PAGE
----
What you need to know:
- As he left the stage after concluding his remarks, the angry senator cursed at his hecklers in Kiswahili with the words, “Kwendeni huko!” (Go away!)
- And when President Kenyatta cancelled the Kimwarer dam project as being unviable, Mr Murkomen hit out, intimating that the Head of State had been misled by the technical team.
Senate Majority Leader Kipchumba Murkomen’s outburst during the launch of the Building Bridges Initiative report at the Bomas of Kenya on Wednesday marks the latest incident where the Elgeyo-Marakwet Senator has lost his cool in public.
When he rose to speak, the senator faulted the manner in which the occasion’s master of ceremonies, the National Assembly Minority Leader and Suba East MP Junet Mohamed, was running the programme.
Most of the speakers at the function were those who supported the BBI, and were drawn mostly from the former Prime Minister Raila Odinga’s ODM party, and from the “Kieleweke” wing of President Uhuru Kenyatta’s Jubilee Party.
Besides Senator Murkomen, National Assembly Majority Leader Adan Duale was the only MP allied to the “Tangatanga” wing of the Jubilee Party who spoke during the event.
Mr Murkomen was angered by Mr Mohamed’s comments over the perceived divisions in the ruling Jubilee Party.
“The problems facing Jubilee Party should be discussed aside. We’re not part of it,” said Mr Mohamed.
An amused President Kenyatta was seen laughing uncontrollably to Mr Mohamed’s remarks while his deputy, who was seated next to him, wore a blank face.
“Even the way Junet you’re running the programme, we have to make it an honest discussion,” said the senator, eliciting boos from a section of the crowd.
“It would be a lie for me to leave this stage without saying that this programme has been skewed to leave out people of a different opinion. We must say it as it is!” said Mr Murkomen amidst shouts of ‘No’ from the crowd.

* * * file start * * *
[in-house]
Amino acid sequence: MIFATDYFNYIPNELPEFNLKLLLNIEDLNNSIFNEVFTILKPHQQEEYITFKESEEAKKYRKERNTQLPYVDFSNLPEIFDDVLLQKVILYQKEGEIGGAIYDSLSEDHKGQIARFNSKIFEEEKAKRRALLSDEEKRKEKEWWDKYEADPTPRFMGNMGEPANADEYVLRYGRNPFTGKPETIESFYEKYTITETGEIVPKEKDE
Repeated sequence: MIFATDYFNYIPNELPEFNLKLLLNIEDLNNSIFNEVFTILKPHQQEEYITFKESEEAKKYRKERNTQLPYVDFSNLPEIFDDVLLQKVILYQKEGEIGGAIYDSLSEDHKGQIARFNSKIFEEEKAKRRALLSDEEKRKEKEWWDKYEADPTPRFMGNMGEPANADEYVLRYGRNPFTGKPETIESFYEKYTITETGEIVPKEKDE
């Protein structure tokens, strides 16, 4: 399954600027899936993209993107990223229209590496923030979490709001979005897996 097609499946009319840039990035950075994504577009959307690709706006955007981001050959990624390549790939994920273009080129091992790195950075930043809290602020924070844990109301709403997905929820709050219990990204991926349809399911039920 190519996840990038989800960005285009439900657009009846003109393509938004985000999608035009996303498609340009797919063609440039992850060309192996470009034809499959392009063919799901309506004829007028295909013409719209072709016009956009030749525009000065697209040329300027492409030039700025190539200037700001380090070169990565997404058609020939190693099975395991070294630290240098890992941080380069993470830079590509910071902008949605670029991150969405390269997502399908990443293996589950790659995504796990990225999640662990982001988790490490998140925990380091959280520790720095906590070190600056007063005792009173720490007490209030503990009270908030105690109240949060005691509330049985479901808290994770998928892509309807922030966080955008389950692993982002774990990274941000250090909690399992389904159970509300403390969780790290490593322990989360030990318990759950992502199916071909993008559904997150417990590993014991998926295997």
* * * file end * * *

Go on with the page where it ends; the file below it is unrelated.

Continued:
Undeterred, the senator went on and on amidst jeers by a section of the attendees, a situation that forced the BBI task force chairman, Senator Yusuf Haji, to calm them down.
As he left the stage after concluding his remarks, the angry senator cursed at his hecklers in Kiswahili with the words, “Kwendeni huko!” (Go away!)
Since being elected in 2013 to represent Elgeyo-Marakwet in the Senate, Mr Murkomen – a lawyer by profession – was a staunch supporter of the Jubilee administration during its first term.
But during the second term, in which Jubilee Party has been wrecked by divisions pitting President Kenyatta against DP Ruto, the senator has transformed into a moderate critic of the same government he serves in and an even firmer supporter of the DP.
When the Arror and Kimwarer dams scandal came to light, he and other Kalenjin leaders were in the frontline supporting the projects, saying there was no wrongdoing either by the Italian contractor CMC di Ravenna or the Treasury officials who paid out the monies for the projects.
And when President Kenyatta, on the advice of a technical team formed to assess the viability of the dam projects, cancelled the Kimwarer dam project as being unviable, Mr Murkomen hit out, intimating that the Head of State had been misled by the technical team.
“Elgeyo Marakwet has been denied its rightful share of national projects in deliberate act of discrimination. They would rather default and pay contractors billions of money for breach of contract than to see our people benefit,” he said in a tweet in September.
He drew condemnation from some of his colleagues in Parliament, among them Gatundu South MP Moses Kuria, after he faulted the composition of the technical team, linking their ethnic backgrounds to the decision to cancel the Sh22 billion dam project over several cited irregularities.
“I urge the President to constitute a transparent team that is national in character to look at all projects in Kenya and which will not ethnically profile some regions for discrimination.”
And when his personal assistant Benson Kiptire was abducted and killed by unknown people in June, he pointed fingers at the police, claiming Kiptire’s death was an assassination aimed at silencing him.
“Benson is an indictment of the government I serve and for which I campaigned [for]. If another government was in power, Benson would not be in that casket. It’s painful but it’s true,” Murkomen said.
He added: “My message to President Kenyatta and I’m very clear in my mind, security will not be managed in the country through assassination and extrajudicial killings, it won’t solve any problem.”
He has also been a loud opponent of the Mau evictions.